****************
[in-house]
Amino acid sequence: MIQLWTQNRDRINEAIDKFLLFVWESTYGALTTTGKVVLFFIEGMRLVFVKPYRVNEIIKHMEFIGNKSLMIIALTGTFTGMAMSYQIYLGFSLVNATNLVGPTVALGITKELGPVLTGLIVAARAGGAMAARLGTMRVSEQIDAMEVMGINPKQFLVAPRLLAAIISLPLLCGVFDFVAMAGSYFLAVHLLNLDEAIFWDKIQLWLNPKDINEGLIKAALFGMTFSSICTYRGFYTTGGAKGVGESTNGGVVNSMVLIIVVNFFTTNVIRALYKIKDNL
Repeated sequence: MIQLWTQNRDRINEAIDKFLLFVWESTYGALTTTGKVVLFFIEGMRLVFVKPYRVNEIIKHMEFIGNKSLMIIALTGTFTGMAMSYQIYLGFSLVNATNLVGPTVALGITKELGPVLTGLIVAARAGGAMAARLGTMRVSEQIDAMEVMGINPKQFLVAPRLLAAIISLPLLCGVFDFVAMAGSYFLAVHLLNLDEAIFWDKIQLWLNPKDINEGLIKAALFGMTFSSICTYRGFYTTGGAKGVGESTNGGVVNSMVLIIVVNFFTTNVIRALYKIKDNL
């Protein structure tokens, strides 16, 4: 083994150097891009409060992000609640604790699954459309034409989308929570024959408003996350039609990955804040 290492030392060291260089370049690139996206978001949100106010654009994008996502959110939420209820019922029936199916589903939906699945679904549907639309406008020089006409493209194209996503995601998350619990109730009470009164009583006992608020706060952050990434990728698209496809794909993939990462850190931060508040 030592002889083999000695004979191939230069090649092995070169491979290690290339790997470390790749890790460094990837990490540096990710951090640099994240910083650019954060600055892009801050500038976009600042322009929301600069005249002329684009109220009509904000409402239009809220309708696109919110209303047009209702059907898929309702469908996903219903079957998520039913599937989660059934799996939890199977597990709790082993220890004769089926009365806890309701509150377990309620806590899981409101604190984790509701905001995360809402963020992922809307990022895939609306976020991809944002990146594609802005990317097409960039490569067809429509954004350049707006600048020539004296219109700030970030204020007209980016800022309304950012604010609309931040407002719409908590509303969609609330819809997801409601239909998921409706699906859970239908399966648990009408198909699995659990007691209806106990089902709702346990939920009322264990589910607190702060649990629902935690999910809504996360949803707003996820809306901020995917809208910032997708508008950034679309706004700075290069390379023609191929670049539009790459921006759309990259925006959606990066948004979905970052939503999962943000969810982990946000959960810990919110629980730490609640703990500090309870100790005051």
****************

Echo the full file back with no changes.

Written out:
[in-house]
Amino acid sequence: MIQLWTQNRDRINEAIDKFLLFVWESTYGALTTTGKVVLFFIEGMRLVFVKPYRVNEIIKHMEFIGNKSLMIIALTGTFTGMAMSYQIYLGFSLVNATNLVGPTVALGITKELGPVLTGLIVAARAGGAMAARLGTMRVSEQIDAMEVMGINPKQFLVAPRLLAAIISLPLLCGVFDFVAMAGSYFLAVHLLNLDEAIFWDKIQLWLNPKDINEGLIKAALFGMTFSSICTYRGFYTTGGAKGVGESTNGGVVNSMVLIIVVNFFTTNVIRALYKIKDNL
Repeated sequence: MIQLWTQNRDRINEAIDKFLLFVWESTYGALTTTGKVVLFFIEGMRLVFVKPYRVNEIIKHMEFIGNKSLMIIALTGTFTGMAMSYQIYLGFSLVNATNLVGPTVALGITKELGPVLTGLIVAARAGGAMAARLGTMRVSEQIDAMEVMGINPKQFLVAPRLLAAIISLPLLCGVFDFVAMAGSYFLAVHLLNLDEAIFWDKIQLWLNPKDINEGLIKAALFGMTFSSICTYRGFYTTGGAKGVGESTNGGVVNSMVLIIVVNFFTTNVIRALYKIKDNL
């Protein structure tokens, strides 16, 4: 083994150097891009409060992000609640604790699954459309034409989308929570024959408003996350039609990955804040 290492030392060291260089370049690139996206978001949100106010654009994008996502959110939420209820019922029936199916589903939906699945679904549907639309406008020089006409493209194209996503995601998350619990109730009470009164009583006992608020706060952050990434990728698209496809794909993939990462850190931060508040 030592002889083999000695004979191939230069090649092995070169491979290690290339790997470390790749890790460094990837990490540096990710951090640099994240910083650019954060600055892009801050500038976009600042322009929301600069005249002329684009109220009509904000409402239009809220309708696109919110209303047009209702059907898929309702469908996903219903079957998520039913599937989660059934799996939890199977597990709790082993220890004769089926009365806890309701509150377990309620806590899981409101604190984790509701905001995360809402963020992922809307990022895939609306976020991809944002990146594609802005990317097409960039490569067809429509954004350049707006600048020539004296219109700030970030204020007209980016800022309304950012604010609309931040407002719409908590509303969609609330819809997801409601239909998921409706699906859970239908399966648990009408198909699995659990007691209806106990089902709702346990939920009322264990589910607190702060649990629902935690999910809504996360949803707003996820809306901020995917809208910032997708508008950034679309706004700075290069390379023609191929670049539009790459921006759309990259925006959606990066948004979905970052939503999962943000969810982990946000959960810990919110629980730490609640703990500090309870100790005051």